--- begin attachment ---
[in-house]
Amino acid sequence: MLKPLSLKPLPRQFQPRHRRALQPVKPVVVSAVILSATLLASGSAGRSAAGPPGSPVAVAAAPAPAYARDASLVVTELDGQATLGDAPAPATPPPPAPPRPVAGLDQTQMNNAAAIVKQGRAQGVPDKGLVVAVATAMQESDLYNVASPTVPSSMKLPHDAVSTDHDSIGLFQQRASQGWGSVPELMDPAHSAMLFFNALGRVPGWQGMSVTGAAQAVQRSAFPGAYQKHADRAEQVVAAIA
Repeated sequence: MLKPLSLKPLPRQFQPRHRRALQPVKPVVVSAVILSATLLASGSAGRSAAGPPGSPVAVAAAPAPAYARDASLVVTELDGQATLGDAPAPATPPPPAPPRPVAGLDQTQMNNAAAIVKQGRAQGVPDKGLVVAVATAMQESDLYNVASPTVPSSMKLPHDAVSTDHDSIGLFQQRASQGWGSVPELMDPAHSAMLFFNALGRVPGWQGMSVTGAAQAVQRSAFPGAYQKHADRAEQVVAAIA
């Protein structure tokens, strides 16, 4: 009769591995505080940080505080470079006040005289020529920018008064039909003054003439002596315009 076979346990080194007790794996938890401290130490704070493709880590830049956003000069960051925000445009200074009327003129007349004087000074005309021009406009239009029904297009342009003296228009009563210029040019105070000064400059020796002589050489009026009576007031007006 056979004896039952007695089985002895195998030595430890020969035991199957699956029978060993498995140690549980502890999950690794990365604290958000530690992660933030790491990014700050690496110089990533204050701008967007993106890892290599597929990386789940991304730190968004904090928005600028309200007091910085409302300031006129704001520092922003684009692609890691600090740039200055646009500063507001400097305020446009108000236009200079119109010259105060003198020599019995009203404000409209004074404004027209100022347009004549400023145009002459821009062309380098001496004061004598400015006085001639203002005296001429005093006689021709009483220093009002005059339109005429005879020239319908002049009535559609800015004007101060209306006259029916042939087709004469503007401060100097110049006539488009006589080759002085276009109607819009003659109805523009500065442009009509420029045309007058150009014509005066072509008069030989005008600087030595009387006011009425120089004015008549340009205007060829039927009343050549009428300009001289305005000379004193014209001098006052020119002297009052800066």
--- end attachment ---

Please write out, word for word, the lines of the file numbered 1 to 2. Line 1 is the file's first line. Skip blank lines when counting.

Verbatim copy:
[in-house]
Amino acid sequence: MLKPLSLKPLPRQFQPRHRRALQPVKPVVVSAVILSATLLASGSAGRSAAGPPGSPVAVAAAPAPAYARDASLVVTELDGQATLGDAPAPATPPPPAPPRPVAGLDQTQMNNAAAIVKQGRAQGVPDKGLVVAVATAMQESDLYNVASPTVPSSMKLPHDAVSTDHDSIGLFQQRASQGWGSVPELMDPAHSAMLFFNALGRVPGWQGMSVTGAAQAVQRSAFPGAYQKHADRAEQVVAAIA